Wouldnt it be regrettable if public challenges to hydrofracking, led by environmental activists, resulted in a world beset by rising levels of greenhouse gases and other pollutants originating from coal plants?
That possibility is worth contemplating, given the prohibition against fracking in New York state and efforts to prevent its use in producing natural gas elsewhere in the United States and abroad.
Yet fracking has produced an abundance of cheap natural gas in the United States, which utilities are using to displace coal in the production of electricity. Compared to natural gas, coal produces more than 90 times as much sulfur dioxide, five times as much nitrogen oxides and twice as much carbon dioxide, according to the Government Accountability Office, the regulatory arm of Congress. Coal plants account for about 40 percent of all U.S. carbon dioxide emissions.
The stepped-up use of cleaner burning natural gas is a primary reason why greenhouse gas emissions in the United States are at their lowest level in 20 years. To be sure, other factors are also responsible for the decline in emissions, including improvements in energy efficiency and the economic slump. But the switch from coal to natural gas is central. Coals share of the U.S. electricity market has fallen from 52 percent a few years ago to less than 40 percent today, while the use of gas in this market has jumped to a 30 percent share and is expected to surpass coal by the end of this decade.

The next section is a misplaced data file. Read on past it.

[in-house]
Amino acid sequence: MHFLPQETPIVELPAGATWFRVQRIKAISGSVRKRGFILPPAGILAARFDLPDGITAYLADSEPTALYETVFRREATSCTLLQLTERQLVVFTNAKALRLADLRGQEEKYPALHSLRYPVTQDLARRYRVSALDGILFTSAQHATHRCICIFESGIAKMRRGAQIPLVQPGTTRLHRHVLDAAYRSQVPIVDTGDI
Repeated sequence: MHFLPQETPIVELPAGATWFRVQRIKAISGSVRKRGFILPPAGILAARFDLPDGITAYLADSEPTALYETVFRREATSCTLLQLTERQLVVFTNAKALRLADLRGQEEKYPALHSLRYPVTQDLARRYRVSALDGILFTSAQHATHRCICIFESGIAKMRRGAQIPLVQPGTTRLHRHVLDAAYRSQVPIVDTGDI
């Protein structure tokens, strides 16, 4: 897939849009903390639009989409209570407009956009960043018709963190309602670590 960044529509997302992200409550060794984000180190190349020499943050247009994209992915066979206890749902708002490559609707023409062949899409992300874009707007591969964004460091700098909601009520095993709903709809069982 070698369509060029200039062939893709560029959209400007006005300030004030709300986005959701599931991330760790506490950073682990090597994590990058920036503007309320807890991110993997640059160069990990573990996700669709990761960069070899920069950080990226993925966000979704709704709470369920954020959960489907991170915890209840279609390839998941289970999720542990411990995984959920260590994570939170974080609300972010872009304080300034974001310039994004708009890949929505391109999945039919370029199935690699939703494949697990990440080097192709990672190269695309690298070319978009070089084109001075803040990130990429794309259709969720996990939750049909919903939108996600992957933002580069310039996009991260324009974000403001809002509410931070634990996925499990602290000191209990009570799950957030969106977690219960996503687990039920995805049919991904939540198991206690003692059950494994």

Shale-gas is also providing huge economic benefits to states, communities and individual landowners around the country. In fact, the United States has become the worlds lowest-cost producer of natural gas.
But the environmental and economic benefits from shale-gas production will continue only if policymakers in Washington and Albany acknowledge that shale-gas will remain a critically important energy source for the foreseeable future.
New York state is a perfect place for responsible state and local environmental officials, scientists, engineers, energy companies and the public to learn from one another to overcome misconceptions about fracking and reach a constructive solution. The environmental impact from fracking on air and water quality is negligible. And energy companies are determined to keep it that way. At the same time, liquefied natural gas could be used as a substitute for oil as a transportation fuel and some of it could be exported to Europe and Asia, where natural gas is valued up to five times as much as in the United States.
We would be unwise to turn our back on natural gas from an unconventional source such as shale. It is clean, it is safe, and there is a tremendous domestic supply of gas which is not dependent on foreign, potentially unreliable suppliers. Had it not been for the growth in shale-gas production, the decline in greenhouse gas emissions would not have been as successful. Someday history may show that the seeds of international cooperation in the battle against global warming, sowed by this technological breakthrough in gas drilling, led us to a safer world.
The writer is a retired petroleum exploration geologist with over 20 years exploration experience. He resides in Sackets Harbor.